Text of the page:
Minors and Clusters
Minor in Art History
A minor in art history provides an introduction to the field and advanced level of study in a defined area. Individual programs can be designed in consultation with the art history advisor.
A minor consist of five courses:
- Two or three 100-level courses from the group listed under art history major requirements
- Two or three 200 or 300-level program courses
Minor in Studio Arts
A minor in studio arts requires five production-based courses and one art history course:
- Two or three 100-level studio courses*
- Two or three 200 or 300-level studio courses
*No more than two transferred studio courses will be accepted toward a minor
Students are encouraged to meet with one of the studio arts faculty advisors to design a coherent program of study early in their degree process.
Clusters are sets of related courses. Each cluster contains a minimum of twelve credits of coursework, which is equivalent, in most cases, to three courses. Our department offers six clusters, all in the humanities academic division.
Courses in this cluster present a historical and theoretic appraisal of the processes by which we engage with images in the interests of artistic representation, and how such representation shapes our sense of both contemporary and earlier art.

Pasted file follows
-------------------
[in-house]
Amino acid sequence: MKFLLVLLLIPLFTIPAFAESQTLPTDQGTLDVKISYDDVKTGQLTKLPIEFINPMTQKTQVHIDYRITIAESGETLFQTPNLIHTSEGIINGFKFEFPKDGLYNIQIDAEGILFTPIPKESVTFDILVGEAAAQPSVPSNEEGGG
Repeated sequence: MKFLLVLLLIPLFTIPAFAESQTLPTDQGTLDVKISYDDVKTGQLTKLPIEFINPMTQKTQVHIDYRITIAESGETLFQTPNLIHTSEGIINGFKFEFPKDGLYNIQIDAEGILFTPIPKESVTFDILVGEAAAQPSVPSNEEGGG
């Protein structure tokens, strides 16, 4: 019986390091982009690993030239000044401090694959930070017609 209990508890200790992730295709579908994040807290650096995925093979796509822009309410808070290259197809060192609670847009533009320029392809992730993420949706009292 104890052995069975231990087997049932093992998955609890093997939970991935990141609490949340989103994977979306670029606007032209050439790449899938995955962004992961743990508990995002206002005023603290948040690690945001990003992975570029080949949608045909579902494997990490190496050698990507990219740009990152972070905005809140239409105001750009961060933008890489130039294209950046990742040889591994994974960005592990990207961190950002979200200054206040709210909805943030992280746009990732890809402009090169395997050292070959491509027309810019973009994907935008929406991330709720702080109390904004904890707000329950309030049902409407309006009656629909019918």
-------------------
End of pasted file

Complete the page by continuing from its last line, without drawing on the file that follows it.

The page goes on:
This cluster introduces students to a variety of approaches to the history, theory and practice of architecture, space, museums, and the culture of display.
These courses explore the ways in which art can be qualified or shaped according to gender, race, and sexuality.
This cluster provides an opportunity to explore contemporary art production.
Associated with the Art New York Program, this cluster introduces students to the vibrant cultural art world of New York City through internships at art institutions, direct involvement with practicing artists, and academic courses on contemporary art.
One introductory-level studio course and two advanced-level studio courses are required to complete this cluster. The introductory-level studio courses address the basic principles of visual organization, fundamental technical instruction, the importance of writing, and the discursive elements of art evaluation. The advanced-level courses provide opportunities to gain a broad and mature understanding of art production and its possibilities as a tool of research and investigation.